Internal Plan
An internal plan for marketing includes four levels: vision, values, mission, plan.

Vision and values generally do not change at all, they get put together once. Basically, people either subscribe to them or they should not be in the organization. The mission does not change often. The plan gets revised at least yearly.

Vision: what the organization does. "We teach life skills." "We create products to relieve pain."

Values: how people should interact. This is a balancing act. Is individuality critical? or is teamwork? what's the balance?

Mission: a goal that the organization is trying to reach and a timeframe for that goal. One of the best mission statements is JFK's "We're going to put a man on the moon by 1970." Dollar figures usually do not work well as part of the mission statement.

These first three items are what unites the people of the organization. It gives people a context in which to evaluate what they are doing.

The plan primarily involves picking one or more intermediate milestones and timeframes and how you are going to accomplish those in that timeframe.

Participant comment:

"I found that this process energized the entire company. Part of the result was a new employee orientation program that communicated the first three parts of the plan to new employees, and that seemed to help new employees orient themselves in the company."

External Marketing
Marketing elearning to external customers (learners or potential organizations presents additional challenges as well. Selling "content" is often a greater challenge than selling infrastructure, software, or access. A system, however, without content presents its own problems. As a result, WebCT and BlackBoard's partnerships with education providers may create a closed marketplace.

Participant comments:

"Our system is not for all types of learning, but for skill development (some would say training, not education). One type of application is to help prepare for assessments, certifications, and compliance.

The end result is that we want learners (or people who assign others to learn) to adopt our PILOT system because they will learn faster. But our issue is that all we have is the system, while you need the system AND the content in order to make an effective offering. We feel that there are three components: the system (ours, hopefully), the content (learning content and practice exercises), and ready access to people who need the training (the market).

So what we've been looking for is organizations that we can partner with. We've talked to traditional publishers. A publisher would be interested in making money off of their content. It's our belief that we can build lessons based on existing content faster and more effectively with our system than they could do it with other systems. Currently, publishers are not making money off of online lessons. In fact, they are usually giving online practice questions and lessons away to people who buy their books.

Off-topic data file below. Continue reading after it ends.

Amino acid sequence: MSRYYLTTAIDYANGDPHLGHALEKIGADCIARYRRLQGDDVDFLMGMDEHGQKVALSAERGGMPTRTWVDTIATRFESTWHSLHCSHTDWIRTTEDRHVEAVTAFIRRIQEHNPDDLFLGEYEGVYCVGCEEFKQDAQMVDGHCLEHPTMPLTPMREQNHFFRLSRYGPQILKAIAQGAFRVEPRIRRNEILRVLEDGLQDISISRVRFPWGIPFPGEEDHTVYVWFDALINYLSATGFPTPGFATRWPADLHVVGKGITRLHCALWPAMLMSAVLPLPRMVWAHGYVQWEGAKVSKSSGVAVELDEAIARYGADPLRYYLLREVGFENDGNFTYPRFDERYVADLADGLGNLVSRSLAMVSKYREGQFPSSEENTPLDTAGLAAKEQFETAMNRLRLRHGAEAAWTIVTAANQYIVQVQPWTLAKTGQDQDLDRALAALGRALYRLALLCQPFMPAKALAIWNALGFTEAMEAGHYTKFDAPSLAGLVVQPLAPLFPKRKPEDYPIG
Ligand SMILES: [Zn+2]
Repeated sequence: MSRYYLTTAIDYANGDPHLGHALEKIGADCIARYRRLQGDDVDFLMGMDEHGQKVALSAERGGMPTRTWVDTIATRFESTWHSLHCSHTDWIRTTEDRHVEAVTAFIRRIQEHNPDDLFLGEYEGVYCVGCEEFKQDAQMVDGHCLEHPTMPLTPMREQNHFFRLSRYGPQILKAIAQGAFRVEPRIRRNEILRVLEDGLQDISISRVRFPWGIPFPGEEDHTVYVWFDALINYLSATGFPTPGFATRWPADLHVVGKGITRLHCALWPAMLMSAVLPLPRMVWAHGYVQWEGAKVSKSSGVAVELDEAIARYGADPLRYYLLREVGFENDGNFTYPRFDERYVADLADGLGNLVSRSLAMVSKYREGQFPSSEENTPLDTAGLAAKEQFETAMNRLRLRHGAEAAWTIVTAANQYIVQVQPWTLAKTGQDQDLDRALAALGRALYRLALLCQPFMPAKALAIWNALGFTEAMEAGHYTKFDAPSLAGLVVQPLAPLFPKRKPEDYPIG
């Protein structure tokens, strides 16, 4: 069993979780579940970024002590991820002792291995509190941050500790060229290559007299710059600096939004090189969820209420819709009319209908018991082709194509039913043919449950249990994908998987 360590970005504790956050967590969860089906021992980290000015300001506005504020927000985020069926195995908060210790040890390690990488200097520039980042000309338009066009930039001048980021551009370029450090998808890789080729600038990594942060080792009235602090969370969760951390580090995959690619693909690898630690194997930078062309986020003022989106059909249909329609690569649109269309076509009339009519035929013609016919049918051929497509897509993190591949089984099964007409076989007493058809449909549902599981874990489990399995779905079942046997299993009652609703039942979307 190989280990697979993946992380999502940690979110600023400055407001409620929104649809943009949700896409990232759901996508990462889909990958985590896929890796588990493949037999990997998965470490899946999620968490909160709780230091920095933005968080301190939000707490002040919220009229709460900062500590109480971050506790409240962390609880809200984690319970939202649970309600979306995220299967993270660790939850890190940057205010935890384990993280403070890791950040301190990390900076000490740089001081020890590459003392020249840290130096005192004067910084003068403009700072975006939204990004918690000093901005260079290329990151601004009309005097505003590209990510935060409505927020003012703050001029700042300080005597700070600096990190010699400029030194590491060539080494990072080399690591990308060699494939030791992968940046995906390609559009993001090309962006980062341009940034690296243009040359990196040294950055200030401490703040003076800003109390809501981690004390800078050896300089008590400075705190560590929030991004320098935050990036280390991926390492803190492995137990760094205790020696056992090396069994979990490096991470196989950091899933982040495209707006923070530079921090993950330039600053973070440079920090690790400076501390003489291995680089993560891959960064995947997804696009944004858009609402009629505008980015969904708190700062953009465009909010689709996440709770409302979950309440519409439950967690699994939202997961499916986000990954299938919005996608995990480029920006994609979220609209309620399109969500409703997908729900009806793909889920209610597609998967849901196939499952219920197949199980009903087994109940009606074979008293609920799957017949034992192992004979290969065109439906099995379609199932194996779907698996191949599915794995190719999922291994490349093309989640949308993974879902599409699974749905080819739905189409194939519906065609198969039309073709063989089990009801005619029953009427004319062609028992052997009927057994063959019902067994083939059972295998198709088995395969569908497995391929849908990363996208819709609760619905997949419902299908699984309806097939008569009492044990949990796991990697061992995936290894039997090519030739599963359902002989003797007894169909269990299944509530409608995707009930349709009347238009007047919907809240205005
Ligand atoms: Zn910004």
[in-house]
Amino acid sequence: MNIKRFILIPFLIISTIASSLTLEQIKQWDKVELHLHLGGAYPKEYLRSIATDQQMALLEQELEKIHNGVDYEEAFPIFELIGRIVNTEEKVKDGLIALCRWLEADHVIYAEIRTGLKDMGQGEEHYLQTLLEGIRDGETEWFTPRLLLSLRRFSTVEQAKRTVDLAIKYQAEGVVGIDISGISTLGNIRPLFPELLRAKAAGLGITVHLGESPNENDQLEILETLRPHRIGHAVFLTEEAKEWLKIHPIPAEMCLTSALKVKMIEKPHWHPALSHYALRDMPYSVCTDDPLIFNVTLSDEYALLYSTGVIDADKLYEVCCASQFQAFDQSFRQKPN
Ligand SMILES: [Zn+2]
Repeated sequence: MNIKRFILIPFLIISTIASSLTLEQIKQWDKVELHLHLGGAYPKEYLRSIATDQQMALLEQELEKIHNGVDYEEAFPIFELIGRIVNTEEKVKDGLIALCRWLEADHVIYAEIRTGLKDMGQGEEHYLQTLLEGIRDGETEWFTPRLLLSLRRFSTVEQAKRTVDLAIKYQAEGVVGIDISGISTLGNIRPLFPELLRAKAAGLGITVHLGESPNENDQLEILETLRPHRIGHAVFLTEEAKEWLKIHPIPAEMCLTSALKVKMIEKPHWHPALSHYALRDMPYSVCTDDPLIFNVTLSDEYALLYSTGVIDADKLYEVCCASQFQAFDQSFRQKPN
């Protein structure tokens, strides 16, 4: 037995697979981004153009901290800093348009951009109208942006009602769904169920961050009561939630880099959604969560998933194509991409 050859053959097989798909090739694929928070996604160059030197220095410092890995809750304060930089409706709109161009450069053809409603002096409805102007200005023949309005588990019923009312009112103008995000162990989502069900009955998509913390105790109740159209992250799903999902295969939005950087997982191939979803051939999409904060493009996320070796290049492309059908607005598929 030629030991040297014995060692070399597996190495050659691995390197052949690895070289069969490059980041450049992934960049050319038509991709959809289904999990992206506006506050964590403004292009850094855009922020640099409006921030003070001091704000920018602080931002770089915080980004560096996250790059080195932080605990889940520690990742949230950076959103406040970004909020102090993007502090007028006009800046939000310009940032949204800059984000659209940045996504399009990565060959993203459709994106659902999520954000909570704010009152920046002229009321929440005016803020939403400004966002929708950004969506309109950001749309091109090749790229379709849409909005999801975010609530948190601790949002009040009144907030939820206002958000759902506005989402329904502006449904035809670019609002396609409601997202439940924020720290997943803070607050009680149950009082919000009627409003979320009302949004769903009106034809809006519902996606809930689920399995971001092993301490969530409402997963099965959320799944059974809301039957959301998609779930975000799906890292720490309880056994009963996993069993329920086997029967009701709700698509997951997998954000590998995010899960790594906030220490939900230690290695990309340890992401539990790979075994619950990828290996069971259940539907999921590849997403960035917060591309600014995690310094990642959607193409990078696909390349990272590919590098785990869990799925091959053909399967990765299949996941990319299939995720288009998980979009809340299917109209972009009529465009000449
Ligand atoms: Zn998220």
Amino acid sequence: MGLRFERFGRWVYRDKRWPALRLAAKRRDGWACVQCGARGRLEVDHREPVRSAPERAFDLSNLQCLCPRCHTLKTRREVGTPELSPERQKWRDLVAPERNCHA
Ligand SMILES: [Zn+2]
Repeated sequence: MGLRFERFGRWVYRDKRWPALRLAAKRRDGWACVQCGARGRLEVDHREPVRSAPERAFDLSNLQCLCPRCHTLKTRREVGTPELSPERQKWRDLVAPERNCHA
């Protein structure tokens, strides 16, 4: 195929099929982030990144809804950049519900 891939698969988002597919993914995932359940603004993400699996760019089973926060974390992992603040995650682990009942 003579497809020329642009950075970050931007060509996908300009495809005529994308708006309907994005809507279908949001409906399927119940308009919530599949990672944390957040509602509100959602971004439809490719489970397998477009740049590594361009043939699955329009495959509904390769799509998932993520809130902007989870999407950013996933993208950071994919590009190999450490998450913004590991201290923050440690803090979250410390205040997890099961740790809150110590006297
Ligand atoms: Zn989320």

We are also just starting to talk to large school districts (like state or large urban districts). We would basically let them have the system for the first year free (just defray our hosting costs). We will train them how to put up their own content for either professional assessments (like teacher certification) or student assessments (like the 8th grade tests, or, in the case of NY, the Regents tests). Future years would be billed based on the number of students, so it would not be free, but our whole purpose is to come up with an inexpensive solution for schools."

Another participant stated:

"We often find that we must sell distance education first before we begin to sell our program. Selling distance ed certainly continues throughout the process that Mitch outlines, but particularly the "you have some plan for reaching them" part. The plan must not only convince them that they need YOUR widgets, but also educate them as to what widgets are and why it's good to have ANY widgets.

I think that could be a great opportunity to collaborate among institutions that offer distance ed courses. It would sure cut down our marketing costs if the distance ed industry did a better job of marketing the benefits of ANY distance education."

Conclusion
Generally, when discussing adoption, most organizations focus on "getting the learner to take a course". This is a critical component, but doesn't present an accurate overview of the elearning marketing and adoption. Marketing and promoting elearning happens on many levels (internal, external, to educators, as a business, etc.) and involves many aspects (infrastructure, content, systems, etc.). At each stage, the issue is one of social resistance, change management, and promotion.

Interestingly, the technology itself is secondary to the situations and needs of the client or learner. Rarely is the discussion focused exclusively on technology. Most often, the question being asked is "what can I do with this that I cannot do without it". In elearning, the answer usually centers around access, cost, convenience, and learning effectiveness.

   

This work is licensed under a Creative Commons License